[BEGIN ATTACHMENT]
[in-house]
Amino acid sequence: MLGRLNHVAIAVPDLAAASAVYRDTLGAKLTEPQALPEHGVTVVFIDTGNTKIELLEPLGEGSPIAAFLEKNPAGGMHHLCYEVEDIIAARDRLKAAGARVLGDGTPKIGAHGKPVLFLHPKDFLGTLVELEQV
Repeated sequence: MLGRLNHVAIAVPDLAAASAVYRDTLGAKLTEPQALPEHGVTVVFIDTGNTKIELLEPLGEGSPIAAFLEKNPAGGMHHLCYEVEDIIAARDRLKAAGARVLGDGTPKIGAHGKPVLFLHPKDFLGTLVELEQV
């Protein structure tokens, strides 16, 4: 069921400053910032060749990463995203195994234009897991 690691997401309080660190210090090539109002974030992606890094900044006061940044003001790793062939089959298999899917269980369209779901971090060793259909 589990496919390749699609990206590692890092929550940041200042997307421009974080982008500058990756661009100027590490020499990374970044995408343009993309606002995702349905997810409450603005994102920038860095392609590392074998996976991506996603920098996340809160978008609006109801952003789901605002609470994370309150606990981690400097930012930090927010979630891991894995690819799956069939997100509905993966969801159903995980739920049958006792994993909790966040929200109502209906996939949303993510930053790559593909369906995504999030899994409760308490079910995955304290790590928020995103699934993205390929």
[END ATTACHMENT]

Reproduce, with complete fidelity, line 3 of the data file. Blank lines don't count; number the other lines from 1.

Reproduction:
Repeated sequence: MLGRLNHVAIAVPDLAAASAVYRDTLGAKLTEPQALPEHGVTVVFIDTGNTKIELLEPLGEGSPIAAFLEKNPAGGMHHLCYEVEDIIAARDRLKAAGARVLGDGTPKIGAHGKPVLFLHPKDFLGTLVELEQV